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Where to begin? With the triumphs of The Blue Album having passed, and the poor reception of self-produced, emotionally charged sophomore record Pinkerton leaving a permanent dent on lead singer Rivers Cuomo’s approach to songwriting – is Freak Me Out an unexpected product?
Unlike like lead single, powerhouse, and absolute disappointment Beverly Hills, Freak Me Out details a particular event presented in a humorous fashion. To ones dismay or surprise however, both take residence in Weezer’s most commercially successful studio album in 2005, Make Believe. On paper, Freak Me Out sounds like it should fall under the ever so cozy hood of Pinkerton’s singer-songwriter genre – perhaps an El Scorcho type song. That is, except, it’s about a spider. That’s right. On three tracks prior, Pardon Me, Cuomo might have just sung to apologize to any friend, lover, or fan, past present or future, but no! It’s time to apologize to a spider. Buckle up!
If I were to give this track anything, it would be the first fifteen seconds. The dreamlike urban guitar harmonics made possible by three guitars (compared to Weezer’s standard lead and rhythm combo, courtesy of Brian Bell), allow for an inoffensive, calming introductory piece of music. It gets the job done in regards to establishing the mood, and it’s easy to envision the “city streets at night” Cuomo soon cornily sings about. It is not long before things take a turn south with the addition of Patrick Wilson’s snare drum, which sounds ever so cheesy in this context. Although the tempo is well-suited, and in bass player Scott Shriner’s words, “the beat is correct.” It just sounds wrong. The same wrongness is found when Bell’s backing vocals join into Cuomo’s singing in the first verse. Not one, but two thirty year old men half whispering in my ear about guilt over killing a spider? No way!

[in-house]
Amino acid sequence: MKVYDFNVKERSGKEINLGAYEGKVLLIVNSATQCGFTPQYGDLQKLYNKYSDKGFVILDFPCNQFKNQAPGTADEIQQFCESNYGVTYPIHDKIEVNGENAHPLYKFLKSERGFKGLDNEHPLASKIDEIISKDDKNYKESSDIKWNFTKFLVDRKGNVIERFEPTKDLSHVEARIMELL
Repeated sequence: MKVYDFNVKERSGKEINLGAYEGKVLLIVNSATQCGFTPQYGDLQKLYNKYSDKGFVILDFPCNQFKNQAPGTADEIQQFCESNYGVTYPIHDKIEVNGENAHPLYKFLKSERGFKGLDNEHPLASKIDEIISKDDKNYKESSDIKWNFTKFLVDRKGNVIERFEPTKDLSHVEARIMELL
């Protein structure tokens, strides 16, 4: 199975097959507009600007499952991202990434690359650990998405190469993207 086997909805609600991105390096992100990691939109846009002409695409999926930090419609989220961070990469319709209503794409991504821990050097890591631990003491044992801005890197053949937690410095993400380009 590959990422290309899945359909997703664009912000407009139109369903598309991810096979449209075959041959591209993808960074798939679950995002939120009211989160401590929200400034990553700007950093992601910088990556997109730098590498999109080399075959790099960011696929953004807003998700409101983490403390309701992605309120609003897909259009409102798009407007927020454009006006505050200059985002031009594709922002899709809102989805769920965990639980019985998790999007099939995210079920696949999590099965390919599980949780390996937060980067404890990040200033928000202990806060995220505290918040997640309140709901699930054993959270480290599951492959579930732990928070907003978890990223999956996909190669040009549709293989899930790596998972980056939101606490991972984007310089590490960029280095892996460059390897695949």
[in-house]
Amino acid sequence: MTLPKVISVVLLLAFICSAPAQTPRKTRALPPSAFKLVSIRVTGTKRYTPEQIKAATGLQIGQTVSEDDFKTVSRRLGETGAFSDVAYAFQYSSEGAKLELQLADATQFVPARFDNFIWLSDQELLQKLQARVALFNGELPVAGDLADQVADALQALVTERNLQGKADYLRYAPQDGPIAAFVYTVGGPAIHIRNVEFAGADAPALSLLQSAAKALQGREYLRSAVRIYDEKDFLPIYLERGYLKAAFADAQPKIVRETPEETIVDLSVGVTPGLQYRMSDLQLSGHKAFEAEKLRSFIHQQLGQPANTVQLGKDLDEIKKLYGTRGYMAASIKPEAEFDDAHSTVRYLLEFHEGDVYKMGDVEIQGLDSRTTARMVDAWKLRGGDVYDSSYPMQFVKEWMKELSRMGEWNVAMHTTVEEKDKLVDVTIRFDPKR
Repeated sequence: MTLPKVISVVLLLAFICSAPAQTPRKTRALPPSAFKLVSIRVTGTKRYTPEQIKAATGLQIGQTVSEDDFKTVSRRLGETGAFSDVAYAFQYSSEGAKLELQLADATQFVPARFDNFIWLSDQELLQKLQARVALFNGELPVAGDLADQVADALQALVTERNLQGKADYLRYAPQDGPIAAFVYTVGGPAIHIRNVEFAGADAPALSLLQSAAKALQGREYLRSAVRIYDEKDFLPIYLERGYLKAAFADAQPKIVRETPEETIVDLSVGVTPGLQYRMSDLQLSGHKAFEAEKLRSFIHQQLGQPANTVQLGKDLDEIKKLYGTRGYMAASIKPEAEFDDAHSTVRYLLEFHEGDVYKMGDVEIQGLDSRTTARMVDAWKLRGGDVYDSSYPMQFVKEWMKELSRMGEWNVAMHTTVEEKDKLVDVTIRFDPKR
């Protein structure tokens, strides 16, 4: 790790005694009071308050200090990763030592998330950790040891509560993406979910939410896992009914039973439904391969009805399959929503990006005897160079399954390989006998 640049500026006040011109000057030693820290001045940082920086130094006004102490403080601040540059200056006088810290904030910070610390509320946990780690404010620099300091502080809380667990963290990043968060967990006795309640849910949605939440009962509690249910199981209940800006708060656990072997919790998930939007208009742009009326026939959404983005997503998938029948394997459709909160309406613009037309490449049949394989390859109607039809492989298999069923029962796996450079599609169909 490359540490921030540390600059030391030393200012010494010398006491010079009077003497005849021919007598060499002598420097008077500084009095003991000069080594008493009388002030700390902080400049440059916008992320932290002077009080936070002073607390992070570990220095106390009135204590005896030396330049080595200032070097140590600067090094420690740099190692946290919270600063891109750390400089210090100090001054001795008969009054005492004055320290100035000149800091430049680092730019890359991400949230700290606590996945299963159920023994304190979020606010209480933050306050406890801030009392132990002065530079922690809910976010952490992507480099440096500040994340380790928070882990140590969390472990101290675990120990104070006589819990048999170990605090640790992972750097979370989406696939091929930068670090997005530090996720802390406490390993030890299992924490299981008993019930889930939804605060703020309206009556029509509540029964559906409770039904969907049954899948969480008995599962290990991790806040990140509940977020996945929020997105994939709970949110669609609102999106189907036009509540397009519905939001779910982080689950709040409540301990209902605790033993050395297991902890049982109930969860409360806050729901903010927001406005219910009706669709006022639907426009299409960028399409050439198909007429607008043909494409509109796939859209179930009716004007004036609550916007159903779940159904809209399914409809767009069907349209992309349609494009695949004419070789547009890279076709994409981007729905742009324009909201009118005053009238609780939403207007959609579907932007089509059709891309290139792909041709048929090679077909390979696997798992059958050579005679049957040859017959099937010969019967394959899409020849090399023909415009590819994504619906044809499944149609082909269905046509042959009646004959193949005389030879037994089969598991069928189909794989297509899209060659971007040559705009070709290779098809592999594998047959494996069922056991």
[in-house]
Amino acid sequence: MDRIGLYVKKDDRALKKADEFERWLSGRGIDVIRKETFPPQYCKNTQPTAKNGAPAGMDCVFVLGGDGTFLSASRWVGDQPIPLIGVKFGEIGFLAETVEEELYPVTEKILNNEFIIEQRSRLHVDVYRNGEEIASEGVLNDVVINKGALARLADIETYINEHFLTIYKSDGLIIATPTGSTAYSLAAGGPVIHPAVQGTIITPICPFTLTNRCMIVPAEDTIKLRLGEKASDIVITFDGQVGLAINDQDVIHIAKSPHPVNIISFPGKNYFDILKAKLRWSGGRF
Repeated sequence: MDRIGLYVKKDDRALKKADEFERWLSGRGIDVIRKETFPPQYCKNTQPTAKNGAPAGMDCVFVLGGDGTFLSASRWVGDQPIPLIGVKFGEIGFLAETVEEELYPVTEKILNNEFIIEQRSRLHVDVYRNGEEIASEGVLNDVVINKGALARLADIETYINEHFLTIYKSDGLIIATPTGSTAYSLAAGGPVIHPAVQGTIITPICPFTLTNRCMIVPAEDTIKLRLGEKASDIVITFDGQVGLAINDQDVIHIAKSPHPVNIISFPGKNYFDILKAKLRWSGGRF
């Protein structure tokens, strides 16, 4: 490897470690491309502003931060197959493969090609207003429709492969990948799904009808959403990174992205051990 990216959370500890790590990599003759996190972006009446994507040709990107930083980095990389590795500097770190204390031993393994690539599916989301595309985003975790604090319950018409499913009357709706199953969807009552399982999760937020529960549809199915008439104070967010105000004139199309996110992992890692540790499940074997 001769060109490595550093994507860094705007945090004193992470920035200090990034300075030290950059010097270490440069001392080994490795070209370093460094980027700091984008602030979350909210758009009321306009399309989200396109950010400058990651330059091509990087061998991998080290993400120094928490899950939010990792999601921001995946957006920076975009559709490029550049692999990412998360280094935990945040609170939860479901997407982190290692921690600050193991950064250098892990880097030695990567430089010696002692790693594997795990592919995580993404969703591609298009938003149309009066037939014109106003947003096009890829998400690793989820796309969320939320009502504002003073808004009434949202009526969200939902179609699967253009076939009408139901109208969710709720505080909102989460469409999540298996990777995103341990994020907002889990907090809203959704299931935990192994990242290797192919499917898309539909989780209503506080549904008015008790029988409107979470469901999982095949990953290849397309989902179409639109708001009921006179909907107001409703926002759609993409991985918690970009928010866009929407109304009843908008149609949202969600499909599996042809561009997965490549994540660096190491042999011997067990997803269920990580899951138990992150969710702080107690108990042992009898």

It only proceeds to gets worse as Cuomo offers his now deceased eight-legged roommate a drink, and asks if he’s OK. I’m sure somewhere in the writing process, the band found this inter-species apology letter poetic or artistic in some way. To no avail, no such status was ever held. It isn’t until after the first chorus (whose melody barely differs from that of the verses) that the listener is blunderingly exposed to a harmonica solo. Yes, The Blue Album featured a harmonica on many of its tracks, and was essentially its secret ingredient, but it has no place on Freak Me Out. The identity of this song is clouded and all over the place. It’s too slow to dance to, and too corny to get emotionally attached to – I fail to see what the harmonica brings to the table. I see it as a last ditch effort of desperation to fix a song that was too far gone, and in doing so, made it worse than it already is. The song drags on for another couple verses under the same conventions, and thankfully, the harmonica is not heard of again. The song does transition into a special finger-picked guitar outro, which does not sound too bad when compared to the rest of the song. It’s a fair note to end one of the worst Weezer tracks of all time on; a brief reminder that they are capable of writing good material, despite what you heard.
A rumor had circled at the time of this album’s release that Freak Me Out was actually about a time where Rivers Cuomo had beaten up a homeless man in fear of his life. Can you believe that? If that were true, I find myself struggling to determine whether that would make this 3 minute 30 second long embarrassment tolerable. I can see a song about this out-of-character action having potential. But that didn’t happen. Weezer wrote a song about killing a spider instead. “It’s probably the most un-Weezer-like track that’s ever been on an album, whatever that means, and I think, you know, that that could be good.” I think, you know, that’s never a good sign, Brian.
written by oliver